There is a significant difference between the English and Japanese releases, namely the cards released in those sets. Gym 1 focused solely on the first four Kanto Gym leaders (Brock, Misty, Lt. Surge, and Erika). Because of this, there were no tipus Psychic Pokémon in the set, and very few tipus Fires. Wizards of the Coast, when releasing the English translations, mixed in some cards from Gym 2 to increase the type coverage.
Several of the Pokémon belonging to the Gym Leaders were based on the Pokémon en tenien en l'anime, més especificament Brock i Misty.
A number of cards were exclusive to Theme Decks in Japan. These "fixed" cards are inherently rarer than those released through the main set due to the lack of a rarity symbol. With the release of the English set, Wizards decided to give a number of them a Rare rarity. However, many players felt that a number of these cards, such as Misty's Tentacool, Misty's Goldeen and Brock's Zubat, were not given appropriate rarities, considering the simplistic abilities those cards had. These "common rares" created quite a stir in the Pokémon TCG community. By Gym Challenge however, Wizards decided to base the rarity of fixed cards on their game play abilities over their "fixed rarity" properties.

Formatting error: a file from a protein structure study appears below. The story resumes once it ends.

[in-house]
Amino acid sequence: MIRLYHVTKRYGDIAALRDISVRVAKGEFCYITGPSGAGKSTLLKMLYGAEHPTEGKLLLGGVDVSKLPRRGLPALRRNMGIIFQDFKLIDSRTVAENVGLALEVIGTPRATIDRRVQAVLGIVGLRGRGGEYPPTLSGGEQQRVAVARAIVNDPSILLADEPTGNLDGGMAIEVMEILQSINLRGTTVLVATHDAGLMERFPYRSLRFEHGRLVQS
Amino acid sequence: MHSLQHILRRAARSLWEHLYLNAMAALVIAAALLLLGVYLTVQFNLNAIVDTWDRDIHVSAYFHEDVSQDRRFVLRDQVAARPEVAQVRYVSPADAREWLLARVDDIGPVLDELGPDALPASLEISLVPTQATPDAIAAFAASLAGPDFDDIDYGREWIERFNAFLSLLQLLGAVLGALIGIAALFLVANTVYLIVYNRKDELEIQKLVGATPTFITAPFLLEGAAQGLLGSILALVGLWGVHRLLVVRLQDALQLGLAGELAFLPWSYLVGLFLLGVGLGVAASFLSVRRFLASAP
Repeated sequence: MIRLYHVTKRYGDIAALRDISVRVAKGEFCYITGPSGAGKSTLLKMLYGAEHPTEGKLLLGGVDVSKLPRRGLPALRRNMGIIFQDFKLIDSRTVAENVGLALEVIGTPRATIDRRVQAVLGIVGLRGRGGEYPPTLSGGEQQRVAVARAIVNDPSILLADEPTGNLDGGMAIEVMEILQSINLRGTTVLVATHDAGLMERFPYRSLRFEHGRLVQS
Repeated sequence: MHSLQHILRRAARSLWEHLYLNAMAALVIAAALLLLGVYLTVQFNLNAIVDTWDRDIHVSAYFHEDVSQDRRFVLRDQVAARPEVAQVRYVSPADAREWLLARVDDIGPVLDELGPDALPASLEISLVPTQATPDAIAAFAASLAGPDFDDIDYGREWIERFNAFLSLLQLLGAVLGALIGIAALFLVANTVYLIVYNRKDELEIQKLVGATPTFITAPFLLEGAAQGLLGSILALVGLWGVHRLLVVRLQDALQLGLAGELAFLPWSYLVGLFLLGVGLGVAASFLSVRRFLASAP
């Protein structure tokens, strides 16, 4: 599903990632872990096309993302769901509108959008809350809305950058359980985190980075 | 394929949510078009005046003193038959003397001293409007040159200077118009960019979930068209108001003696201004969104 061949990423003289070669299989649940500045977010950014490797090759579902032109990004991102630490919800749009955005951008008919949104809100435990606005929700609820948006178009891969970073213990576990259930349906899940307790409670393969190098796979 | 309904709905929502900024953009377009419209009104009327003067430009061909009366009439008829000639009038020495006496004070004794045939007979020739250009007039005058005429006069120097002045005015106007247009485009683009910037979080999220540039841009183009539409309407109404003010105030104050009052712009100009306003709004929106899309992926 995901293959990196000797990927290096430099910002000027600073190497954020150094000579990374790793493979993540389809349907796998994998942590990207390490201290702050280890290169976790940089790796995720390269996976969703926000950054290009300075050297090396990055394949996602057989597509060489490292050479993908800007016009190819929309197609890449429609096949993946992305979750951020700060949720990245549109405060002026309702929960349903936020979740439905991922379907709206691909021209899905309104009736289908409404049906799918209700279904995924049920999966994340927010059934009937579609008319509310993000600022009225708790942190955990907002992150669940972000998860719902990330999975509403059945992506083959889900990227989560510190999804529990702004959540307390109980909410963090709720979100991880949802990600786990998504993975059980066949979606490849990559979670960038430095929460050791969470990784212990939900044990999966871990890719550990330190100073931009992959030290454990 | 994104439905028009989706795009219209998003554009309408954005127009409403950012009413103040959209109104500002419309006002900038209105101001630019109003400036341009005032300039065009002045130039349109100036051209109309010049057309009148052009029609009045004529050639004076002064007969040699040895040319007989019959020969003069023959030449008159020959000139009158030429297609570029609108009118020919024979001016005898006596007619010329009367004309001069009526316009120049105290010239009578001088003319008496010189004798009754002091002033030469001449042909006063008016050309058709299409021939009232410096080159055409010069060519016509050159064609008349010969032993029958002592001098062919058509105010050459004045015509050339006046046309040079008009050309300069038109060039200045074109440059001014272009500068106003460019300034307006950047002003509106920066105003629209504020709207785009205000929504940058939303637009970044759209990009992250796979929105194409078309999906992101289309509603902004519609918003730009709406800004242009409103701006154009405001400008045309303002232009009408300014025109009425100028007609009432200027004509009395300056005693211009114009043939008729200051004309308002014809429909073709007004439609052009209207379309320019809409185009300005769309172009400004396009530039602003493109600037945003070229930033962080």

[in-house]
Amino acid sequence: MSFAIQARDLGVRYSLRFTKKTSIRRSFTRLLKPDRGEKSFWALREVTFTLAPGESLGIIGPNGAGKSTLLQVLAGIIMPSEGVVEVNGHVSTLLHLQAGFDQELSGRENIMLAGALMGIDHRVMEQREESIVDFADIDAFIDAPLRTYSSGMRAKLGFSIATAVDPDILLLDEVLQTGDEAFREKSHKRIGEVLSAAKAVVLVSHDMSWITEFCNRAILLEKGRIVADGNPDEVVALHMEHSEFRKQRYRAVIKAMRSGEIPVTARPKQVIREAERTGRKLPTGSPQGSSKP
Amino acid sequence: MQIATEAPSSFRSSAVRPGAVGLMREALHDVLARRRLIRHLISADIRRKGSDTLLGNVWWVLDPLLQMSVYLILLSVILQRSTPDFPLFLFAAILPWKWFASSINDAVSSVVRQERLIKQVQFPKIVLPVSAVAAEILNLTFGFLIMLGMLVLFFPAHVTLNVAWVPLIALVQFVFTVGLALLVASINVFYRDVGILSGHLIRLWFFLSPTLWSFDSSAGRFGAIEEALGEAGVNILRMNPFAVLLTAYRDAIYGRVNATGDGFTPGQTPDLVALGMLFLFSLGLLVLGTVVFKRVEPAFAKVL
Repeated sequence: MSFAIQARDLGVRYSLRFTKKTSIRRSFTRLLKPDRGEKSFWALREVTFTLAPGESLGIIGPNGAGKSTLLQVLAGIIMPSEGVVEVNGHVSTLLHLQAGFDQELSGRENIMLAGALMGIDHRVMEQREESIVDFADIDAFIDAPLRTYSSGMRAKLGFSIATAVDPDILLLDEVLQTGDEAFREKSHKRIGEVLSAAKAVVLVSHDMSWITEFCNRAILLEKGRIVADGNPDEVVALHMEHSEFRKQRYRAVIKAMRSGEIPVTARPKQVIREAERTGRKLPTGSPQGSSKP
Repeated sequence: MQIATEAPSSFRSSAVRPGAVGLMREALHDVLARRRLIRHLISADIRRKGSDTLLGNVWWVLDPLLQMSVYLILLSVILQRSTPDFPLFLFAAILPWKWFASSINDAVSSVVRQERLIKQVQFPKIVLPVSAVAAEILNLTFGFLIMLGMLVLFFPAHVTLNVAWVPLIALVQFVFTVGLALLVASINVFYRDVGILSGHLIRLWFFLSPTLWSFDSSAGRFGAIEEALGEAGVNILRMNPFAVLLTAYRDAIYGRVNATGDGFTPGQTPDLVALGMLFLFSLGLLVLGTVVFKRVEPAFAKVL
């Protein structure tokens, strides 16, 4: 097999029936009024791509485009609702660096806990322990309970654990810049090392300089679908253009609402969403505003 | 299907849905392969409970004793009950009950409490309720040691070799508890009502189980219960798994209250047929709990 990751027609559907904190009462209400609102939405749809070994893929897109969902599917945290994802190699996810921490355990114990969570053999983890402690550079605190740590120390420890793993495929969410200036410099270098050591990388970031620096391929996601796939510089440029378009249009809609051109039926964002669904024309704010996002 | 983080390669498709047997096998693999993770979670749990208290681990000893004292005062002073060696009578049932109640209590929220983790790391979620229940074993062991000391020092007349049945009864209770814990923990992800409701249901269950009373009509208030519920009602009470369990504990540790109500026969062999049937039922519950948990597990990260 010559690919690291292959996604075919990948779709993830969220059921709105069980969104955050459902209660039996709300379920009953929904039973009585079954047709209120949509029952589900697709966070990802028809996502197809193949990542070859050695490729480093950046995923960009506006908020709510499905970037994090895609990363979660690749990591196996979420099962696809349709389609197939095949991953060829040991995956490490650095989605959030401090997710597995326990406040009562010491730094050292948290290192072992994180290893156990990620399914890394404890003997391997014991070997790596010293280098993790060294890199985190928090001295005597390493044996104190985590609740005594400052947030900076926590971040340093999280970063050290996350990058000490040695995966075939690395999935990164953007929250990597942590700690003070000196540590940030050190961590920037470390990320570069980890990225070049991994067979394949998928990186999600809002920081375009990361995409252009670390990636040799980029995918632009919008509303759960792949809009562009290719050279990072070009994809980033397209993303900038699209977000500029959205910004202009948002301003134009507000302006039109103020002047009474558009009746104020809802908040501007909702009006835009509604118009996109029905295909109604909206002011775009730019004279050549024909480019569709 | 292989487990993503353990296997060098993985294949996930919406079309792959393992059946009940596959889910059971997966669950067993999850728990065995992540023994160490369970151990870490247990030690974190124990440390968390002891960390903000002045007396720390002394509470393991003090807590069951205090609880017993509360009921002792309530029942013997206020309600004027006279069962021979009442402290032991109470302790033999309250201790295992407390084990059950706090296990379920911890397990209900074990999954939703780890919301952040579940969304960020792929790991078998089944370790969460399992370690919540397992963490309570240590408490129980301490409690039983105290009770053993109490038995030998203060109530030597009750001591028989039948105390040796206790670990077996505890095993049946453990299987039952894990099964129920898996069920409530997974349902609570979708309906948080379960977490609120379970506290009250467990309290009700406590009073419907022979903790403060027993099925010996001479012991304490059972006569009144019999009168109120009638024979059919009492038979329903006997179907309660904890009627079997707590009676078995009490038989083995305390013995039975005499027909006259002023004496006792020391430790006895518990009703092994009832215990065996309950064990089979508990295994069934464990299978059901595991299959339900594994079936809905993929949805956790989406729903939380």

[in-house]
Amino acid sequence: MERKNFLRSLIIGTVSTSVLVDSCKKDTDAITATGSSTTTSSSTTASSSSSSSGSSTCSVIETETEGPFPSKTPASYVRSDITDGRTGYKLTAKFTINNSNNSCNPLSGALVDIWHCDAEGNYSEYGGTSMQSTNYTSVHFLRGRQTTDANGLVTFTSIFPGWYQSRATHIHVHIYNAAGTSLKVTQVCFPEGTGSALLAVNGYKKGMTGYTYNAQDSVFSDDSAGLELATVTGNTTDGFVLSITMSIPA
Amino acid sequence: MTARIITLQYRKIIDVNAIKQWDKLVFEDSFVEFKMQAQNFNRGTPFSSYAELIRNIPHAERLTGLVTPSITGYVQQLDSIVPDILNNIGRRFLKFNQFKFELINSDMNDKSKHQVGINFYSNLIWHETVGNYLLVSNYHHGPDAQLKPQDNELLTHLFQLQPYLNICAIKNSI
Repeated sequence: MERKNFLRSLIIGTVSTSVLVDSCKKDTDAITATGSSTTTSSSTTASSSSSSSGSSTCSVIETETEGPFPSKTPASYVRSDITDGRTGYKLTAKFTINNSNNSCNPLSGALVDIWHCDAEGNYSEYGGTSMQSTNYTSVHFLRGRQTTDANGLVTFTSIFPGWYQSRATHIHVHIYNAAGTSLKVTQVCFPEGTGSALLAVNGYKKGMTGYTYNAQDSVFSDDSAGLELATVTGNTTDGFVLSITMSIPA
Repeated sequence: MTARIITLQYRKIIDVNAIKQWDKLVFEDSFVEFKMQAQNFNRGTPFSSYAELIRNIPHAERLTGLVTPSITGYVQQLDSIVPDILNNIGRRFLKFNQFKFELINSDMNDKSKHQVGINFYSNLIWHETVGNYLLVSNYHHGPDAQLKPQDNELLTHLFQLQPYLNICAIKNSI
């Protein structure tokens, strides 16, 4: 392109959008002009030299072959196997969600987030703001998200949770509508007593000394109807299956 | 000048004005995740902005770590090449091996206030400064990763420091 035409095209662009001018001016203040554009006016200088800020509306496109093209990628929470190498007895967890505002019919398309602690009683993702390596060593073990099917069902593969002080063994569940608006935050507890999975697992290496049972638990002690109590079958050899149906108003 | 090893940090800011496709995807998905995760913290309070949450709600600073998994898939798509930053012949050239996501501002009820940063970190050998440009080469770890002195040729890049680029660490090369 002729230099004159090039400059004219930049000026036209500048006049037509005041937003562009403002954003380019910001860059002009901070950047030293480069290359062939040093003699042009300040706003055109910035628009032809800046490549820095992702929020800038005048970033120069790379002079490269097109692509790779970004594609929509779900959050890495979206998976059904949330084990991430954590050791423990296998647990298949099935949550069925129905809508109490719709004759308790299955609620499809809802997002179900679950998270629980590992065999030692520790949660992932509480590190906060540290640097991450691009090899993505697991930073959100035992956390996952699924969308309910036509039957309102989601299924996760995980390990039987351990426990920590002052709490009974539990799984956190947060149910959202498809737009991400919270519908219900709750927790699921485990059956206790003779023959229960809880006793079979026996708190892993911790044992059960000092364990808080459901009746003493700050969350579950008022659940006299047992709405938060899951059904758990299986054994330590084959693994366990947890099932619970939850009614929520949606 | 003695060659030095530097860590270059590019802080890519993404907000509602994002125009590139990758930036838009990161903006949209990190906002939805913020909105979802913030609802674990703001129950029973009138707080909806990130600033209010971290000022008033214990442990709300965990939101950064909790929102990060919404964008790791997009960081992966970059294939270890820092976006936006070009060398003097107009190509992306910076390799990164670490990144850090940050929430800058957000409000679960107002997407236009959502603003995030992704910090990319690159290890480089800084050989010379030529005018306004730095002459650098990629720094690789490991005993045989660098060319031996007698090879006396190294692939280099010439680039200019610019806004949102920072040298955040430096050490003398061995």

As the set symbol for Gym 1 and 2 in Japan were the same, new symbols were created for Gym Heroes and the next set Gym Challenge, allowing players and collectors to distinguish between the two. This was the first example of English cards featuring different Expansion symbols from their Japanese counterparts.
Gym 1 was the first expansion in Japan to feature pre-constructed Theme Decks.
El Moltres de Blaine, the first card that required 5 Energy cards for an attack, debuted in Gym Heroes (Gym 2 in Japan).
This was the first Expansion released since Base Set that was not a reprint and contained the six basic Energy cards.